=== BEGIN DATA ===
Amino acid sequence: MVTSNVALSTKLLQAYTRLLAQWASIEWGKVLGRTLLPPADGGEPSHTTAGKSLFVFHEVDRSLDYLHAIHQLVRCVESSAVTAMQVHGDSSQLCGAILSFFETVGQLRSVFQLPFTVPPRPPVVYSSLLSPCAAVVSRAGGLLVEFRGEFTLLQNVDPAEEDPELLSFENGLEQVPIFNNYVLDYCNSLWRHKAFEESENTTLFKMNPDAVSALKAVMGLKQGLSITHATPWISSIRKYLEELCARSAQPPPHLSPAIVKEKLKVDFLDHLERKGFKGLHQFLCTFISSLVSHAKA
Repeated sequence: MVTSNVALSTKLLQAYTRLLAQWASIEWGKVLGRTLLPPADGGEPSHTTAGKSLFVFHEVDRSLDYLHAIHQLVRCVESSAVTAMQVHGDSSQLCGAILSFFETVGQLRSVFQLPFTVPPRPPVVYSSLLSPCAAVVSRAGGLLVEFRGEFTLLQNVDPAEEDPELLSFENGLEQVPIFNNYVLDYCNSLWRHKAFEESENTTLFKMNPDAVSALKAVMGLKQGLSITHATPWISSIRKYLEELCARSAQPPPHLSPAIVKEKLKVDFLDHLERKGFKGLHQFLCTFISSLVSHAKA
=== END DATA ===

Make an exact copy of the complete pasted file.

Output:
Amino acid sequence: MVTSNVALSTKLLQAYTRLLAQWASIEWGKVLGRTLLPPADGGEPSHTTAGKSLFVFHEVDRSLDYLHAIHQLVRCVESSAVTAMQVHGDSSQLCGAILSFFETVGQLRSVFQLPFTVPPRPPVVYSSLLSPCAAVVSRAGGLLVEFRGEFTLLQNVDPAEEDPELLSFENGLEQVPIFNNYVLDYCNSLWRHKAFEESENTTLFKMNPDAVSALKAVMGLKQGLSITHATPWISSIRKYLEELCARSAQPPPHLSPAIVKEKLKVDFLDHLERKGFKGLHQFLCTFISSLVSHAKA
Repeated sequence: MVTSNVALSTKLLQAYTRLLAQWASIEWGKVLGRTLLPPADGGEPSHTTAGKSLFVFHEVDRSLDYLHAIHQLVRCVESSAVTAMQVHGDSSQLCGAILSFFETVGQLRSVFQLPFTVPPRPPVVYSSLLSPCAAVVSRAGGLLVEFRGEFTLLQNVDPAEEDPELLSFENGLEQVPIFNNYVLDYCNSLWRHKAFEESENTTLFKMNPDAVSALKAVMGLKQGLSITHATPWISSIRKYLEELCARSAQPPPHLSPAIVKEKLKVDFLDHLERKGFKGLHQFLCTFISSLVSHAKA